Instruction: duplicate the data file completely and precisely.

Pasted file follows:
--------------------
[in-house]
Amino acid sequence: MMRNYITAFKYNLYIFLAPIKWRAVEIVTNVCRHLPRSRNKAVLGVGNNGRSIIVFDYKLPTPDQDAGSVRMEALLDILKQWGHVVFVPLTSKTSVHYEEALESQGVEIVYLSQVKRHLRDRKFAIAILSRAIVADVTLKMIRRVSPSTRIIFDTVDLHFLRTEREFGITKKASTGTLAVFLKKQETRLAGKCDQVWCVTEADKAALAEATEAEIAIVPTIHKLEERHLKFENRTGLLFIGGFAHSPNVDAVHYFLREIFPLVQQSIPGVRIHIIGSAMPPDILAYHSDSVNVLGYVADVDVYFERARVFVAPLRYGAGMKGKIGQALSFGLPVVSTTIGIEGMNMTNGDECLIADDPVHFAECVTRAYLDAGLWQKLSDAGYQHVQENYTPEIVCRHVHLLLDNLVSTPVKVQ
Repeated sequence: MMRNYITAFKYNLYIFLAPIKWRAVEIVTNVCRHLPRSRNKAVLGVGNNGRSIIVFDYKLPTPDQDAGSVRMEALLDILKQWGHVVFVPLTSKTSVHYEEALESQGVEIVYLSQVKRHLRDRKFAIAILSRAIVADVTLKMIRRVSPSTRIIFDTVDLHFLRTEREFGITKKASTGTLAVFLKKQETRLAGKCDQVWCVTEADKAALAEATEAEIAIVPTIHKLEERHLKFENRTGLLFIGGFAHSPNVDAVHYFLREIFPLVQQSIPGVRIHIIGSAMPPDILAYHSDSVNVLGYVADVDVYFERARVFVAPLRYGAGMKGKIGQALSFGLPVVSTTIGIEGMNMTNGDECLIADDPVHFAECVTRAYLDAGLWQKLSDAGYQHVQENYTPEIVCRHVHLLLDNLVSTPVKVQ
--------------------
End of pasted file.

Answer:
[in-house]
Amino acid sequence: MMRNYITAFKYNLYIFLAPIKWRAVEIVTNVCRHLPRSRNKAVLGVGNNGRSIIVFDYKLPTPDQDAGSVRMEALLDILKQWGHVVFVPLTSKTSVHYEEALESQGVEIVYLSQVKRHLRDRKFAIAILSRAIVADVTLKMIRRVSPSTRIIFDTVDLHFLRTEREFGITKKASTGTLAVFLKKQETRLAGKCDQVWCVTEADKAALAEATEAEIAIVPTIHKLEERHLKFENRTGLLFIGGFAHSPNVDAVHYFLREIFPLVQQSIPGVRIHIIGSAMPPDILAYHSDSVNVLGYVADVDVYFERARVFVAPLRYGAGMKGKIGQALSFGLPVVSTTIGIEGMNMTNGDECLIADDPVHFAECVTRAYLDAGLWQKLSDAGYQHVQENYTPEIVCRHVHLLLDNLVSTPVKVQ
Repeated sequence: MMRNYITAFKYNLYIFLAPIKWRAVEIVTNVCRHLPRSRNKAVLGVGNNGRSIIVFDYKLPTPDQDAGSVRMEALLDILKQWGHVVFVPLTSKTSVHYEEALESQGVEIVYLSQVKRHLRDRKFAIAILSRAIVADVTLKMIRRVSPSTRIIFDTVDLHFLRTEREFGITKKASTGTLAVFLKKQETRLAGKCDQVWCVTEADKAALAEATEAEIAIVPTIHKLEERHLKFENRTGLLFIGGFAHSPNVDAVHYFLREIFPLVQQSIPGVRIHIIGSAMPPDILAYHSDSVNVLGYVADVDVYFERARVFVAPLRYGAGMKGKIGQALSFGLPVVSTTIGIEGMNMTNGDECLIADDPVHFAECVTRAYLDAGLWQKLSDAGYQHVQENYTPEIVCRHVHLLLDNLVSTPVKVQ